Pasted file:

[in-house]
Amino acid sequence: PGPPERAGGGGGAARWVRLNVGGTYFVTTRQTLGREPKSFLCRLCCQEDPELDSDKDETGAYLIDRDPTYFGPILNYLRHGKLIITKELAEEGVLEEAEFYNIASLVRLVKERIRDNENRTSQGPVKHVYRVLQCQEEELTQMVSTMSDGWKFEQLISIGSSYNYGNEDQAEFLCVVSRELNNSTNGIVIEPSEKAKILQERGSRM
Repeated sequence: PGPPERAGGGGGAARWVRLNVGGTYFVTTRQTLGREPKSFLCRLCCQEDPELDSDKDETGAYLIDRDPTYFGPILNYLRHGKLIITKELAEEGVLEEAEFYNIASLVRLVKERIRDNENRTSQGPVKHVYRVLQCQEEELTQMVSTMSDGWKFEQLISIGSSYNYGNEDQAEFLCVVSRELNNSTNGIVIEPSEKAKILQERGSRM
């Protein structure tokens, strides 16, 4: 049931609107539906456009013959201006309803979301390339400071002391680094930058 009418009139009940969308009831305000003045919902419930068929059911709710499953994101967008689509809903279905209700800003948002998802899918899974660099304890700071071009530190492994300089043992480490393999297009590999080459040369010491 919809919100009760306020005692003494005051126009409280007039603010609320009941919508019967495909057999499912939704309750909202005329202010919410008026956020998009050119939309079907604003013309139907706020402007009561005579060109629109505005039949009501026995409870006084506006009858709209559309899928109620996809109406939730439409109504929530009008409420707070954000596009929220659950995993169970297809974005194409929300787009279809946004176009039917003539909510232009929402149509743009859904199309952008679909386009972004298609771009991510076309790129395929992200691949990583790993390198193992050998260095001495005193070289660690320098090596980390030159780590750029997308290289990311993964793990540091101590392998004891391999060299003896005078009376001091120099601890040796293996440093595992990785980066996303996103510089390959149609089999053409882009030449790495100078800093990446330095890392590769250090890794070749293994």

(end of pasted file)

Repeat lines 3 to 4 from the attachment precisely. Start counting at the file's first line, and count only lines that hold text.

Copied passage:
Repeated sequence: PGPPERAGGGGGAARWVRLNVGGTYFVTTRQTLGREPKSFLCRLCCQEDPELDSDKDETGAYLIDRDPTYFGPILNYLRHGKLIITKELAEEGVLEEAEFYNIASLVRLVKERIRDNENRTSQGPVKHVYRVLQCQEEELTQMVSTMSDGWKFEQLISIGSSYNYGNEDQAEFLCVVSRELNNSTNGIVIEPSEKAKILQERGSRM
């Protein structure tokens, strides 16, 4: 049931609107539906456009013959201006309803979301390339400071002391680094930058 009418009139009940969308009831305000003045919902419930068929059911709710499953994101967008689509809903279905209700800003948002998802899918899974660099304890700071071009530190492994300089043992480490393999297009590999080459040369010491 919809919100009760306020005692003494005051126009409280007039603010609320009941919508019967495909057999499912939704309750909202005329202010919410008026956020998009050119939309079907604003013309139907706020402007009561005579060109629109505005039949009501026995409870006084506006009858709209559309899928109620996809109406939730439409109504929530009008409420707070954000596009929220659950995993169970297809974005194409929300787009279809946004176009039917003539909510232009929402149509743009859904199309952008679909386009972004298609771009991510076309790129395929992200691949990583790993390198193992050998260095001495005193070289660690320098090596980390030159780590750029997308290289990311993964793990540091101590392998004891391999060299003896005078009376001091120099601890040796293996440093595992990785980066996303996103510089390959149609089999053409882009030449790495100078800093990446330095890392590769250090890794070749293994």